The United Kingdom (UK) government has announced a new points-based visa route to encourage international students to study and live in the UK. South African students interested in starting the application process need to ensure they meet the basic entry requirements; this includes securing an offer from their chosen university.
“Due to complicated and confusing visa processes, local students have often been discouraged from applying to international universities. The UK’s new student visa route opens up an opportunity for South Africans with dreams of studying overseas, provided they have applied to and been accepted at a UK university,” says Rebecca Pretorius, Country Manager at global mentorship company Crimson Education.
Prospective international students are required to achieve a total of 70 points to be granted a UK student visa. For 50 points, students must present proof of an unconditional offer from an approved educational institution, including a reference number from the Confirmation of Acceptance for Studies (CAS). The course must also lead to an approved qualification, at an appropriate level of study.
For a further 10 points, students must demonstrate that they can speak, read, write and understand English to the required standard for the level of course they intend to study. To secure the remaining 10 points, students must show that they are able to financially support themselves throughout their studies in the UK. Students can apply via the new student visa route from October 2020, at a cost of £348 (around R7 500, depending on the current exchange rate).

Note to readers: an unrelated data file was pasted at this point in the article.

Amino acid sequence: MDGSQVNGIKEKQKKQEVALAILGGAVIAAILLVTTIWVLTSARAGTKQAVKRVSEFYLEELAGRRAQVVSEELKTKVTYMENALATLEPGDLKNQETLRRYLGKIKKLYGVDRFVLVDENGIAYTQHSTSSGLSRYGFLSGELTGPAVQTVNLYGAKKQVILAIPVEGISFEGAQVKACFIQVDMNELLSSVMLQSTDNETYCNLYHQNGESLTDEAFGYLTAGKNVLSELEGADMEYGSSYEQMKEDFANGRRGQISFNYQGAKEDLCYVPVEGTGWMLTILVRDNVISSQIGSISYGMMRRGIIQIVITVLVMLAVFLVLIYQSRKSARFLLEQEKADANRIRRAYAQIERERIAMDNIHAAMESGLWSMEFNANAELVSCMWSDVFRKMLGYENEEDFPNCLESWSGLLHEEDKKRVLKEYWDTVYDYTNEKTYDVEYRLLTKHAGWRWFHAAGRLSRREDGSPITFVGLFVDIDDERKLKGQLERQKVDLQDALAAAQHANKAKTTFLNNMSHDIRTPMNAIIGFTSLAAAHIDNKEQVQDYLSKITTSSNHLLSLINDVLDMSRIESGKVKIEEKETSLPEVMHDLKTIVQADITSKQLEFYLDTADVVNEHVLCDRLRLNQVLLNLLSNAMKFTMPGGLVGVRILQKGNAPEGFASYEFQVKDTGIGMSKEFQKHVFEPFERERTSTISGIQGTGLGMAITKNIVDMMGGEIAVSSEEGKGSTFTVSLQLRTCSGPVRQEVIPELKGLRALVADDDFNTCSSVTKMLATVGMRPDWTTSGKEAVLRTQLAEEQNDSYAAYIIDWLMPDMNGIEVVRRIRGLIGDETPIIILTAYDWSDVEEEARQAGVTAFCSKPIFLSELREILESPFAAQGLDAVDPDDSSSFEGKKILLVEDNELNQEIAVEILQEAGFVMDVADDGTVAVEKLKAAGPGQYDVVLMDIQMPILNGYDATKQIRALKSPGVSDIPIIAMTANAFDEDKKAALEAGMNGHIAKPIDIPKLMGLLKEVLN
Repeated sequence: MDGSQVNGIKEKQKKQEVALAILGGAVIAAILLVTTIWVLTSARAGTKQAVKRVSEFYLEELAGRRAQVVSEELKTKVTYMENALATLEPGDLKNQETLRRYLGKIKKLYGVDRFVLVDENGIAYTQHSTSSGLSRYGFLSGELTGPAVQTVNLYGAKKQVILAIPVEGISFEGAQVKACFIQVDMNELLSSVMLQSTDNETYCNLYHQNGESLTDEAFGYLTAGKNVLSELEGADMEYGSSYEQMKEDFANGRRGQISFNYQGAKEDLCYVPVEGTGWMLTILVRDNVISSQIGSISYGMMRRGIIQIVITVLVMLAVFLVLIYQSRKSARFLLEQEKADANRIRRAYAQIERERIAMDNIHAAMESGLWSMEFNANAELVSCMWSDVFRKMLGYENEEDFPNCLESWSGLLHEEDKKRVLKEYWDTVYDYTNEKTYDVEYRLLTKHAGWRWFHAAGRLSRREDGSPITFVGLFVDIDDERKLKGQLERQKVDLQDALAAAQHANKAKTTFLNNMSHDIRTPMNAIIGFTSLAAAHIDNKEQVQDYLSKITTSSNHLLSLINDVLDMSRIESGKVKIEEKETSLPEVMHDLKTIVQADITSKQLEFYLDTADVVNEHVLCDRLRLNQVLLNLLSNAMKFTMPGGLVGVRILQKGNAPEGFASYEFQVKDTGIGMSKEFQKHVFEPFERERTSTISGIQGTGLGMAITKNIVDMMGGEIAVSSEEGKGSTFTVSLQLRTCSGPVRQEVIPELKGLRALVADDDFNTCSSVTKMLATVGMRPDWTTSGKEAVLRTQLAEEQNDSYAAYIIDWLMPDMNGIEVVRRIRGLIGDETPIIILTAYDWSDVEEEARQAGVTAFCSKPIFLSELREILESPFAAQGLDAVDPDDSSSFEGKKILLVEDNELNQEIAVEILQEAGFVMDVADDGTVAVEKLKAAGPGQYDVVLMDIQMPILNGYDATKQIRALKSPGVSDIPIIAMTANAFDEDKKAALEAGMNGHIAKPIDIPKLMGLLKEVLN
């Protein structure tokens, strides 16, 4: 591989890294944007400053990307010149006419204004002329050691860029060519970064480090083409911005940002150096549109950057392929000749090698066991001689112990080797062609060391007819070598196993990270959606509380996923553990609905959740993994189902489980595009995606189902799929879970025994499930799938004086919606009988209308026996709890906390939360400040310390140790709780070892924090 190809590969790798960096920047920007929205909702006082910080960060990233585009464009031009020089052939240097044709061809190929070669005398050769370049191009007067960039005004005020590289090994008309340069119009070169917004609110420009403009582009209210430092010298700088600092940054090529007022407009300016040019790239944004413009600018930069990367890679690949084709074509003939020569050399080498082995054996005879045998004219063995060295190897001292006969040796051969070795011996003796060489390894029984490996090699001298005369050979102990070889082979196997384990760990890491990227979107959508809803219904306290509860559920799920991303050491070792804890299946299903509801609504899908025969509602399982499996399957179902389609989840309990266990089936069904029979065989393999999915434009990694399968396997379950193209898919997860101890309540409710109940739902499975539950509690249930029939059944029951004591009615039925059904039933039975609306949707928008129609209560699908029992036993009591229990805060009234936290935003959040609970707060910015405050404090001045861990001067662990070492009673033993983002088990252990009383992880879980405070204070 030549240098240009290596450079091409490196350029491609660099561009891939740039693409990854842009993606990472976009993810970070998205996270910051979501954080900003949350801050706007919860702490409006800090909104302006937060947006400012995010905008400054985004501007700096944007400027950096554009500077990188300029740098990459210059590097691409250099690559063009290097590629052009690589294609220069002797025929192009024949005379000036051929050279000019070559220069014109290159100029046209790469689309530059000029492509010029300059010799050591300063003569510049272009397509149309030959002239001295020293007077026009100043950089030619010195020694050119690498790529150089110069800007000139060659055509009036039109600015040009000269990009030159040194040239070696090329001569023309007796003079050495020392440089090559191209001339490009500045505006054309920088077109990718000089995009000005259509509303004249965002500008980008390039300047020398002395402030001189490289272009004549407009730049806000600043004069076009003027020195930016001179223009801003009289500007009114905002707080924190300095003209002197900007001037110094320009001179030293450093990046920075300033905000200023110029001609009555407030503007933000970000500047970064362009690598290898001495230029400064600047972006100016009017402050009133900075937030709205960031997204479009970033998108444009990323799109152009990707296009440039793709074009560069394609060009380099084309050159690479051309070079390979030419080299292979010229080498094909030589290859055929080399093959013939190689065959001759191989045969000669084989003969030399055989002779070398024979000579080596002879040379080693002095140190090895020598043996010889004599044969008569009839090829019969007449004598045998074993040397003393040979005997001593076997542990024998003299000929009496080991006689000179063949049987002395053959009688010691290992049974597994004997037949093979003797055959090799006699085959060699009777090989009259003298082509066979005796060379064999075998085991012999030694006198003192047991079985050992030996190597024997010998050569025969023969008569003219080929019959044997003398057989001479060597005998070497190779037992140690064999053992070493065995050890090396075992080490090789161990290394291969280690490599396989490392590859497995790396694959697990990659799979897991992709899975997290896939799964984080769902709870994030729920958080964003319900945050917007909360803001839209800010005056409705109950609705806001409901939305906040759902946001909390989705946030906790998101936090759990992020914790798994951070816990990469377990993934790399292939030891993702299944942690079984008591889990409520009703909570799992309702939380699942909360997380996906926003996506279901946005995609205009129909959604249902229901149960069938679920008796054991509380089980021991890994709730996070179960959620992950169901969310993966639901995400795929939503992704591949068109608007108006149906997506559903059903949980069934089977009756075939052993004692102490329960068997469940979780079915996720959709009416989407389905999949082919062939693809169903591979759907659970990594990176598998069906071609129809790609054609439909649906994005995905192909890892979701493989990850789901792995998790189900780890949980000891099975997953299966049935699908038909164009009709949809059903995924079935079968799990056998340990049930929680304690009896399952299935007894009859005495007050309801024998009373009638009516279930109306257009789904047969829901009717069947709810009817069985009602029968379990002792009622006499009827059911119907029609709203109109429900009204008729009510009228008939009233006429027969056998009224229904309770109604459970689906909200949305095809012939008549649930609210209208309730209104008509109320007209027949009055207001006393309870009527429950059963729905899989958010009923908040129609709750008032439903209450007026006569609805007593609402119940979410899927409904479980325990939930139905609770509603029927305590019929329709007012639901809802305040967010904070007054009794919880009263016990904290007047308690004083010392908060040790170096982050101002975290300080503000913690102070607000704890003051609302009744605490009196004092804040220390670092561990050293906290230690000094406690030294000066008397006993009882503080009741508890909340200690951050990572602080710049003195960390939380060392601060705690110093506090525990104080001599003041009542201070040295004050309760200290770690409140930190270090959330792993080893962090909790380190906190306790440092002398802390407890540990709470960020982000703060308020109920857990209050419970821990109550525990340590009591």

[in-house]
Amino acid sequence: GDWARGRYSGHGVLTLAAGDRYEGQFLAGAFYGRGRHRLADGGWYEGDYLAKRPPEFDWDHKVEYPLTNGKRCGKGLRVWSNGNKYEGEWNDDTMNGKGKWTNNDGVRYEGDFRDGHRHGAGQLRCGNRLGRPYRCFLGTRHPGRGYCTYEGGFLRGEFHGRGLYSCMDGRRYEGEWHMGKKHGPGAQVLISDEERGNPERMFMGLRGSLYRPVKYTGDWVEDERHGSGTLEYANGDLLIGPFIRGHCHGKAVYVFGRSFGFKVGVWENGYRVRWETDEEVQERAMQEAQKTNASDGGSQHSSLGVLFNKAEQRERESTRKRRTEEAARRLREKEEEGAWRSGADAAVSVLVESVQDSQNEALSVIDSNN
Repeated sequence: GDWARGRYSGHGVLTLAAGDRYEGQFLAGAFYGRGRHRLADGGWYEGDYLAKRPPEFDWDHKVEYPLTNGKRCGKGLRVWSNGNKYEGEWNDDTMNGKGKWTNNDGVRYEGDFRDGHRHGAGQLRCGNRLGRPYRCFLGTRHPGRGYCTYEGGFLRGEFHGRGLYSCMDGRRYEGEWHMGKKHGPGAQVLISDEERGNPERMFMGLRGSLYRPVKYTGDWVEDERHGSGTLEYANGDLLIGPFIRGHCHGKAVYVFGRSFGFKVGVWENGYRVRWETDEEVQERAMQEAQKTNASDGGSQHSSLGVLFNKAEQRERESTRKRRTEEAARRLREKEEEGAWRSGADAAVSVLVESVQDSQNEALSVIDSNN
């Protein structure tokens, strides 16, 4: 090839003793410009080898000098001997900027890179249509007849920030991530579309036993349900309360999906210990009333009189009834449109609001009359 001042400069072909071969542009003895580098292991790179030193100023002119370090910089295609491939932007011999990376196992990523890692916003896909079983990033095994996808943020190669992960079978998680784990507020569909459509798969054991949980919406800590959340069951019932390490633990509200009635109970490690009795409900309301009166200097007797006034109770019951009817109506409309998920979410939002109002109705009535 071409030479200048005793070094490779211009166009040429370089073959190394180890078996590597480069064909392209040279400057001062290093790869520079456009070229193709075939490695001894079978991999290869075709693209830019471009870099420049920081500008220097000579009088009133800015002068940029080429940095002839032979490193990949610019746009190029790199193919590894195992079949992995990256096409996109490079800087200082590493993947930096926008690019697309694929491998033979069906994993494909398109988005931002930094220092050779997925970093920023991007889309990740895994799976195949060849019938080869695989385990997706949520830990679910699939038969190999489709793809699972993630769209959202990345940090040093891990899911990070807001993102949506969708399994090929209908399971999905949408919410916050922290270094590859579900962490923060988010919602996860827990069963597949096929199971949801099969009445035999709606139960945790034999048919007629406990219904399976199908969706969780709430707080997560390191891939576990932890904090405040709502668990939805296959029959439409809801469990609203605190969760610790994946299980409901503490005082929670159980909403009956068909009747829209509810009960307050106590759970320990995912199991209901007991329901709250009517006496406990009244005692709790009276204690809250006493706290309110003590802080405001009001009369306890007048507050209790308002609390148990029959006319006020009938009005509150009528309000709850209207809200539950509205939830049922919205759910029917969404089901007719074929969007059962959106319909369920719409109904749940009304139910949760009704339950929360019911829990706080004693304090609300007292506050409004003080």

The most difficult part of the process for many hopeful students will be the process of applying to international universities. “Every country and university has its own requirements, including extracurriculars, essays, admissions tests and portfolios. Considering the complexity of the applications and competitiveness of top universities abroad, students should consider the services of an admissions company, who can assist in all areas of the candidacy building and application process,” says Pretorius.
Pretorius shares her top four tips for selecting an admissions service:
- Partnerships: Where companies have partnerships with specific universities, look carefully at the universities they partner with. These universities may have low barriers to entry, and have trouble attracting students.
- Expertise: Look out for companies that offer support from international tutors and mentors who have experience with the universities you’re applying to. If the company only offers local support, you may not have access to the relevant expertise needed for applications to top universities.
- Support: Take note of the service you receive during your initial research – this is a good indicator of how the company will treat you during your programme. If you haven’t experienced a good turnaround time, for example, you are unlikely to receive it during your programme.
- Results: Mentorship companies with positive results will share them on their website. Look out for companies that have a good track record, particularly with top universities.
With a presence in 30 cities, the Crimson launched in South Africa in 2018. Offering mentorship support to students applying to universities in the US, Canada, UK, Europe, Australia, New Zealand and China, they also host regular webinars with experts, former Ivy League admissions officers, and Crimson alumni on a range of relevant admission topics. For more information, visit www.crimsoneducation.org.
Distributed by Be-cause Integrated Communications:
021 447 1082 / 072 693 9401
On behalf of:
Rebecca Pretorius, Country Manager for Crimson Education South Africa